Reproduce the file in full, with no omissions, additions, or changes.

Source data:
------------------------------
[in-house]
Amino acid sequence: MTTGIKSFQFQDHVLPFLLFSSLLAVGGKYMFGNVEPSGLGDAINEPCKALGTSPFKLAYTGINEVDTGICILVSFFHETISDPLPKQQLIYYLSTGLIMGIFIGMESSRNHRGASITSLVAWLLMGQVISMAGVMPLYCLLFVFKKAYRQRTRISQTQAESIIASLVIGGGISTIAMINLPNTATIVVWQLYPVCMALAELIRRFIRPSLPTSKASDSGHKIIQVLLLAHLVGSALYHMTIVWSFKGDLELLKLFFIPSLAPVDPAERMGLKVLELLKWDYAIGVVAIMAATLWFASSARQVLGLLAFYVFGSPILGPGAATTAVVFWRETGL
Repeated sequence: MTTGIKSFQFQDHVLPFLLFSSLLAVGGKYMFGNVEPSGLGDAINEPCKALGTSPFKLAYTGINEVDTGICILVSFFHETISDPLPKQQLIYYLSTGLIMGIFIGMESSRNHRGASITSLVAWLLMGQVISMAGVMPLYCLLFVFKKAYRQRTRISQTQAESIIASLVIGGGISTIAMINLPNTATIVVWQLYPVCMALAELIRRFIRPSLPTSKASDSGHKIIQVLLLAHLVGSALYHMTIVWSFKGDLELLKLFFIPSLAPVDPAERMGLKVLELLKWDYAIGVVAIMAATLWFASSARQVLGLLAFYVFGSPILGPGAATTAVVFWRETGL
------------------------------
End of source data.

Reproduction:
[in-house]
Amino acid sequence: MTTGIKSFQFQDHVLPFLLFSSLLAVGGKYMFGNVEPSGLGDAINEPCKALGTSPFKLAYTGINEVDTGICILVSFFHETISDPLPKQQLIYYLSTGLIMGIFIGMESSRNHRGASITSLVAWLLMGQVISMAGVMPLYCLLFVFKKAYRQRTRISQTQAESIIASLVIGGGISTIAMINLPNTATIVVWQLYPVCMALAELIRRFIRPSLPTSKASDSGHKIIQVLLLAHLVGSALYHMTIVWSFKGDLELLKLFFIPSLAPVDPAERMGLKVLELLKWDYAIGVVAIMAATLWFASSARQVLGLLAFYVFGSPILGPGAATTAVVFWRETGL
Repeated sequence: MTTGIKSFQFQDHVLPFLLFSSLLAVGGKYMFGNVEPSGLGDAINEPCKALGTSPFKLAYTGINEVDTGICILVSFFHETISDPLPKQQLIYYLSTGLIMGIFIGMESSRNHRGASITSLVAWLLMGQVISMAGVMPLYCLLFVFKKAYRQRTRISQTQAESIIASLVIGGGISTIAMINLPNTATIVVWQLYPVCMALAELIRRFIRPSLPTSKASDSGHKIIQVLLLAHLVGSALYHMTIVWSFKGDLELLKLFFIPSLAPVDPAERMGLKVLELLKWDYAIGVVAIMAATLWFASSARQVLGLLAFYVFGSPILGPGAATTAVVFWRETGL